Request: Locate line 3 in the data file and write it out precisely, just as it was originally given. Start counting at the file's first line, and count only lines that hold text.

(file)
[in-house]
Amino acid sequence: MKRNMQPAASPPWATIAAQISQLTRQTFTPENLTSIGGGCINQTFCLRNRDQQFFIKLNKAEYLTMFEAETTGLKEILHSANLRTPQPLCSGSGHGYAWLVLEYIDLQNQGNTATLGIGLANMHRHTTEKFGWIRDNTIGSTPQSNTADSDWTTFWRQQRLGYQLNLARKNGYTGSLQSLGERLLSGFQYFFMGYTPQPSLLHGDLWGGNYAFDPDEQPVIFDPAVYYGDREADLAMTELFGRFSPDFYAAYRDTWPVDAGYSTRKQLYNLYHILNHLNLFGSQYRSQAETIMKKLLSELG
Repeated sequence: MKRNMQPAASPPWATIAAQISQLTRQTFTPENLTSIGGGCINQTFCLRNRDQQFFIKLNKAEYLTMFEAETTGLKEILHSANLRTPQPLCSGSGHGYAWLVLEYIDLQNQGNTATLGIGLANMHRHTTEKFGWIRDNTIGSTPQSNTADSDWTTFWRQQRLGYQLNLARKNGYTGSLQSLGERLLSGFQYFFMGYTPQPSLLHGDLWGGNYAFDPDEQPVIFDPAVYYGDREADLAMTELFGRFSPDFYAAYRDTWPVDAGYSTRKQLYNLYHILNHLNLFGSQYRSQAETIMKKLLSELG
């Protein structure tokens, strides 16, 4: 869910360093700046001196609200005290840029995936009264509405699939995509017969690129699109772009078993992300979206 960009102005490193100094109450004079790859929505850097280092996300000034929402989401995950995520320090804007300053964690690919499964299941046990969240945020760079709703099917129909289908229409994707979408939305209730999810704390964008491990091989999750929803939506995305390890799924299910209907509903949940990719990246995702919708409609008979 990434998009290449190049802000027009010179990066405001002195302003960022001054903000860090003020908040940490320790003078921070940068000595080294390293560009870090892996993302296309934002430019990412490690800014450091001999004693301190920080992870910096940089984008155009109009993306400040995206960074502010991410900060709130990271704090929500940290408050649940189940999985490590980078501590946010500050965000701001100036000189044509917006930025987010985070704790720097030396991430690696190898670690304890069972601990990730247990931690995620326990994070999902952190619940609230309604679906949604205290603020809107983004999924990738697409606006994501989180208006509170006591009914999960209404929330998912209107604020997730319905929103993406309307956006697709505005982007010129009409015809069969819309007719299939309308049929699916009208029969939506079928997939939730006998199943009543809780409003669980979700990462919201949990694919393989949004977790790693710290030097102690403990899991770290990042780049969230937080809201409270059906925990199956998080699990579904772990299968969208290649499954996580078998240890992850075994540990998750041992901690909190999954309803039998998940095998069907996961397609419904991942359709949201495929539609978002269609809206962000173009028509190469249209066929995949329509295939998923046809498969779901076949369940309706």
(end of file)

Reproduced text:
Repeated sequence: MKRNMQPAASPPWATIAAQISQLTRQTFTPENLTSIGGGCINQTFCLRNRDQQFFIKLNKAEYLTMFEAETTGLKEILHSANLRTPQPLCSGSGHGYAWLVLEYIDLQNQGNTATLGIGLANMHRHTTEKFGWIRDNTIGSTPQSNTADSDWTTFWRQQRLGYQLNLARKNGYTGSLQSLGERLLSGFQYFFMGYTPQPSLLHGDLWGGNYAFDPDEQPVIFDPAVYYGDREADLAMTELFGRFSPDFYAAYRDTWPVDAGYSTRKQLYNLYHILNHLNLFGSQYRSQAETIMKKLLSELG